Groups advocating for China’s beleaguered Uyghur Muslim minority are using Monday’s announcement of US and international sanctions against Chinese officials to build momentum for further action against the Chinese government and those they see as complicit in its human rights abuses.
Two Washington-based organizations, Campaign for Uyghurs (CFU) and the self-proclaimed East Turkistan Government in Exile, welcomed the sanctions against Chinese government officials for their alleged connection to serious human rights abuses in the Xinjiang Uyghur Autonomous Region of western China. The sanctions were a concerted action by the United States, Canada, the United Kingdom and the European Union as the Joe Biden administration seeks to build an international coalition against Beijing.
However, activists believe there are more steps to take.
“While sanctions are important, they’re not particularly effective unless they’re widely applied and coordinated with other actions,” Julie Millsap, the director of public affairs and advocacy at the Campaign for Uyghurs, told Foreign Lobby Report. “So we need to have more legislative efforts to address US complicity in this genocide and break ties with the Communist Party of China.”
One priority for the group in the coming months is passage of the Uyghur Forced Labor Prevention Act in Congress. The bill from Rep. James McGovern (D-Mass.), which passed the House in September but died in the Senate, would prohibit imports from the Xinjiang region of China unless companies can prove they weren’t produced using forced labor. Major US companies with supply chains that touch the region, including Coca-Cola, Nike and Apple, have been lobbying to weaken the bill, the New York Times reported in November.
“With so many corporations that are profiting off of the Uyghur genocide,” Millsap said, “it is it is very unlikely that China will stop unless that type of economic pressure is applied.”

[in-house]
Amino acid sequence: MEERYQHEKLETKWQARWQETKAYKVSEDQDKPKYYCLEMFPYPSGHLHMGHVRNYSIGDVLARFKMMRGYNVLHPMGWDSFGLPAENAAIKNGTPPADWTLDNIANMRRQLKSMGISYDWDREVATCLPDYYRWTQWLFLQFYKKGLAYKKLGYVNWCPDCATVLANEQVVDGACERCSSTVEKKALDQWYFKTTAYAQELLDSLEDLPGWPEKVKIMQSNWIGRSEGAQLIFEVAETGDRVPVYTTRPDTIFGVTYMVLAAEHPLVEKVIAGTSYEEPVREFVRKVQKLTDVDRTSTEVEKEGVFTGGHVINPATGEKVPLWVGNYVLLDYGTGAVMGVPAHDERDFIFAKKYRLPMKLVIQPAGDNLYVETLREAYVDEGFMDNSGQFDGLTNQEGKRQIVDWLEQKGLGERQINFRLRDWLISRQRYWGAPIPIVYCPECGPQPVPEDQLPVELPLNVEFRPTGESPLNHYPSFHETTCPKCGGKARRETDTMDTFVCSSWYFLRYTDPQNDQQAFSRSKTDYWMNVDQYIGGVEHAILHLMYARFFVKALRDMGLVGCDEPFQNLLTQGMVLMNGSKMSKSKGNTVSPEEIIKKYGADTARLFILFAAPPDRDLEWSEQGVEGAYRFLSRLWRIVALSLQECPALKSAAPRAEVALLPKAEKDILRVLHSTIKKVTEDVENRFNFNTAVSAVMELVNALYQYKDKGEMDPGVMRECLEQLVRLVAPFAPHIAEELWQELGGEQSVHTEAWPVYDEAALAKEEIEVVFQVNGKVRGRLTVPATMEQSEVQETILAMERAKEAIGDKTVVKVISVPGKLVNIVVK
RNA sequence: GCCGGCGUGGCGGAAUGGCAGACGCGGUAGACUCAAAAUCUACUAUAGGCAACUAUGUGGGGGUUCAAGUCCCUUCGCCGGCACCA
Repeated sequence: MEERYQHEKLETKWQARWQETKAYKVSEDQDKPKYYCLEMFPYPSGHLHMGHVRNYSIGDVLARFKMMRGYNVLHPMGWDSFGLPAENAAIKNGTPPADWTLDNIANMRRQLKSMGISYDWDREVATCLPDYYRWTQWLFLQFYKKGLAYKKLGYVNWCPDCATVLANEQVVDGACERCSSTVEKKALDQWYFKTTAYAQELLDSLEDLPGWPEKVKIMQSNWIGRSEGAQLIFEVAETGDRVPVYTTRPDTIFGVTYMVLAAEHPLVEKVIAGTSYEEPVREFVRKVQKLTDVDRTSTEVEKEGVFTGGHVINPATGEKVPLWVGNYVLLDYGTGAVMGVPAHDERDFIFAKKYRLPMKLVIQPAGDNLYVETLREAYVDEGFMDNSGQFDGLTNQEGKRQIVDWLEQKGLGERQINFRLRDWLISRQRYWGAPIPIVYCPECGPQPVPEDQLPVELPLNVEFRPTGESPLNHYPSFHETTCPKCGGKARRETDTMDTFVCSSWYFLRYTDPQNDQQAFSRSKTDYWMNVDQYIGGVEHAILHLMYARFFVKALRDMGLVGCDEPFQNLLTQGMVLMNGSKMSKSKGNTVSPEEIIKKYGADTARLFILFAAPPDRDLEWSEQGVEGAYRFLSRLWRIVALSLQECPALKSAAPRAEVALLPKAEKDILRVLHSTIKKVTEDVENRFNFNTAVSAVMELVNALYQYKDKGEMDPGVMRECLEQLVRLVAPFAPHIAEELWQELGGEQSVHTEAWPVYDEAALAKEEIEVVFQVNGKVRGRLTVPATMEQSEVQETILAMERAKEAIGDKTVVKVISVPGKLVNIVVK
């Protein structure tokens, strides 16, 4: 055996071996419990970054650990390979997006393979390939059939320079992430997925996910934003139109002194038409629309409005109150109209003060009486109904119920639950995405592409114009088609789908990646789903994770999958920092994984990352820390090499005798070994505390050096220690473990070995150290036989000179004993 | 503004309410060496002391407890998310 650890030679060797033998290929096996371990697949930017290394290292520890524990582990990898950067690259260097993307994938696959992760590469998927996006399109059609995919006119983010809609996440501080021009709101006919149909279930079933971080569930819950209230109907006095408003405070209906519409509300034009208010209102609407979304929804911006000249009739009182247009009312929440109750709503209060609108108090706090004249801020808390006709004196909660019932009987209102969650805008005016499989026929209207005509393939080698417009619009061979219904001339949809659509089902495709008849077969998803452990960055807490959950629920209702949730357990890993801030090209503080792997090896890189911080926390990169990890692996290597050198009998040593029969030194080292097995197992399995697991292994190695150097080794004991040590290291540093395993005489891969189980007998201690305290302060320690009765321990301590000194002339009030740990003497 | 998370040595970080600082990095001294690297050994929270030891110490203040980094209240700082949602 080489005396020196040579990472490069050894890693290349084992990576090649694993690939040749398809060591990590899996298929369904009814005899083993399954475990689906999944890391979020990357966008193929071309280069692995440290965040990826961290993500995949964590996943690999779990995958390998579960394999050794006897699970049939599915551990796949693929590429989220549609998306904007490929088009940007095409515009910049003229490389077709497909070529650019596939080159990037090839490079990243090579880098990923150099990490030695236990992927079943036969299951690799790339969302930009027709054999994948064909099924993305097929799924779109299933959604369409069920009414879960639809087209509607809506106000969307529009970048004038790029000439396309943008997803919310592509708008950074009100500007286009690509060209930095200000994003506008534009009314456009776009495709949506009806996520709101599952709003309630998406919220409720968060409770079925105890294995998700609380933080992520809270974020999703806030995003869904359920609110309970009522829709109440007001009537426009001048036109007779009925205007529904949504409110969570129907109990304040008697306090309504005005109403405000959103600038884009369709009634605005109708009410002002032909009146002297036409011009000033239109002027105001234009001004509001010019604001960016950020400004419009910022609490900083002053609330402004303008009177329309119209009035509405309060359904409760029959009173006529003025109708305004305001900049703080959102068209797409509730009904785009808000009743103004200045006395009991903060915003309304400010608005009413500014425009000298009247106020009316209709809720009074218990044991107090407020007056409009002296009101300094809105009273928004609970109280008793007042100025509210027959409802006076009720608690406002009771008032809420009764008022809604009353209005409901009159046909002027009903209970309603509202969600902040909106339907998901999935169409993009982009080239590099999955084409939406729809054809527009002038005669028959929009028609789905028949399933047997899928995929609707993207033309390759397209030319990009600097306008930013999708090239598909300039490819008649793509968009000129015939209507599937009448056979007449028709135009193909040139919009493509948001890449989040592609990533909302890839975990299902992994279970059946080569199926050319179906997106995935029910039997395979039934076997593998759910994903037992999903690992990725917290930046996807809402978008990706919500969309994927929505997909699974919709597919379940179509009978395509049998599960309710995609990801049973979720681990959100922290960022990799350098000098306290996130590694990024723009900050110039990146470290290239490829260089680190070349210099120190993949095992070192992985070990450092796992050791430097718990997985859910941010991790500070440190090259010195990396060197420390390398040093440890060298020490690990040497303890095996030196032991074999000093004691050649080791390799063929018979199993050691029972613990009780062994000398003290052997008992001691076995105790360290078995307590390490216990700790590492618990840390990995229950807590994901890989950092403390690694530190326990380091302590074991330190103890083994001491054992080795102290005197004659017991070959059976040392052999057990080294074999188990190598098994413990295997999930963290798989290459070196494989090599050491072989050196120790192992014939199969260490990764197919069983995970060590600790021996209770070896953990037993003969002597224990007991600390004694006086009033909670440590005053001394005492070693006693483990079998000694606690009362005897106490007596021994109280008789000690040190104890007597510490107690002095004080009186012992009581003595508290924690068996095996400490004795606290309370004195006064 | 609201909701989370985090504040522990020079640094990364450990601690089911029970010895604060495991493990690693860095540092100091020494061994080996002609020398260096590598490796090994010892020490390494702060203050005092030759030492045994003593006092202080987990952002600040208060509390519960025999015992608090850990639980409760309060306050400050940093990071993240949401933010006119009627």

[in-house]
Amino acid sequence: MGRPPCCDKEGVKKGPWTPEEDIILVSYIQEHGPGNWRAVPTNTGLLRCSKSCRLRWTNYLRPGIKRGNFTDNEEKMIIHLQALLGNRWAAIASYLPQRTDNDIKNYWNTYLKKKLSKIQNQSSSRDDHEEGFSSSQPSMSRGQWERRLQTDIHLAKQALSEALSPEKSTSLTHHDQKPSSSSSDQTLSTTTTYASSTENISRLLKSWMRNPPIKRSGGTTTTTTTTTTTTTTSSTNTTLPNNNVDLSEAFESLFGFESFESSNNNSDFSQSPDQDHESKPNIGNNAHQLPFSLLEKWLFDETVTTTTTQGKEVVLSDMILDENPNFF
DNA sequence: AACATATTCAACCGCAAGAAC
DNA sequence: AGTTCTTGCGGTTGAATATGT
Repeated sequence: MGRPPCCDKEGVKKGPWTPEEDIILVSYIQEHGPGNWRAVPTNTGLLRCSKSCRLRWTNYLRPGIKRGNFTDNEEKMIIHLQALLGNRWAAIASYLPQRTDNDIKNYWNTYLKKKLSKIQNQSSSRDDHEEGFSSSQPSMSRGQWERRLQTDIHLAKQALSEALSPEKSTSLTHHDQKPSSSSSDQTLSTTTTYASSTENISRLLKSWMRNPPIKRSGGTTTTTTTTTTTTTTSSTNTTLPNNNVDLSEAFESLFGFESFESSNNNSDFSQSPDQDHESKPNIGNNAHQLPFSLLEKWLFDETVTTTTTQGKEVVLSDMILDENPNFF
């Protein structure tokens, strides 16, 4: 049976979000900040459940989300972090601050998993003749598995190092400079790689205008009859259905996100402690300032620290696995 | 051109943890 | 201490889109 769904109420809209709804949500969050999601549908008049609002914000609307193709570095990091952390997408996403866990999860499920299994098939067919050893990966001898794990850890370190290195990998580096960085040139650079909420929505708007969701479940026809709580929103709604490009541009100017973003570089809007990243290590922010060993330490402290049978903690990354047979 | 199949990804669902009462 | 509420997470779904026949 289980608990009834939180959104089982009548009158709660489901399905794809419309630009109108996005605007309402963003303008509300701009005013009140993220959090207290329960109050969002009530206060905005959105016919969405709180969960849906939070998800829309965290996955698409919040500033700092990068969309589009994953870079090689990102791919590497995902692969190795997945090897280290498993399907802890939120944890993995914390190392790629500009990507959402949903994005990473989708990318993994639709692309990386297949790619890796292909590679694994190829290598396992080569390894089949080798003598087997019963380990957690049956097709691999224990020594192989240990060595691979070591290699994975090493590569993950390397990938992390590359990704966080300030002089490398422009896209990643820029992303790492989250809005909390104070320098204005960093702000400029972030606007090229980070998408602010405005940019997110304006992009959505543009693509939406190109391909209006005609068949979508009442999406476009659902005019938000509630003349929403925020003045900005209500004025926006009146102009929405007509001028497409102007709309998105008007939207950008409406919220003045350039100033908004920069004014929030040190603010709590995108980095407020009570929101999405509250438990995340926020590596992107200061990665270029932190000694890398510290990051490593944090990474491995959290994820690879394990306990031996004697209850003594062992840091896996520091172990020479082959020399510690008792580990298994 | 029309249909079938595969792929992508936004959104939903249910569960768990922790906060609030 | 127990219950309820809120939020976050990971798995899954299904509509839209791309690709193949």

The East Turkistan Government in Exile, a group of indigenous Uyghurs and Kazakhs from Xinjiang who banded together in Washington in 2004, shared a similar outlook.
“While we are thankful for these actions, sanctions alone are not enough,” the group’s president, Canadian Uyghur politician Ghulam Osman Yaghma, said in a statement. “We urge Canada, the EU, UK, and the US to boycott the Beijing 2022 Olympics, grant priority refugee status for Uyghurs and others fleeing the genocide, and bring the plight of East Turkistan to the agenda of the UN Security Council.”
A US Olympic boycott faces long odds, however. As of today a resolution from Rep. Michael Waltz (R-Fla.) urging such a move had garnered just 16 co-sponsors. Meanwhile White House press secretary Jen Psaki said last month that the administration would look for guidance from the U.S. Olympic Committee, which opposes boycotts.
Monday’s action targeted Wang Junzheng, the secretary of the Party Committee of the paramilitary Xinjiang Production and Construction Corps, and Chen Mingguo, director of the Xinjiang Public Security Bureau. They are accused of connections to “serious human rights abuses against ethnic minorities in Xinjiang, which reportedly includes arbitrary detention and severe physical abuse,” according to a Treasury Department press release.
“We underline the importance of transparency and accountability and call on China to grant the international community, including independent investigators from the United Nations, journalists, and foreign diplomats, unhindered access to Xinjiang,” Secretary of State Antony Blinken said in a statement. “We will continue to stand together to shine a spotlight on China’s human rights violations. We stand united and call for justice for those suffering in Xinjiang.”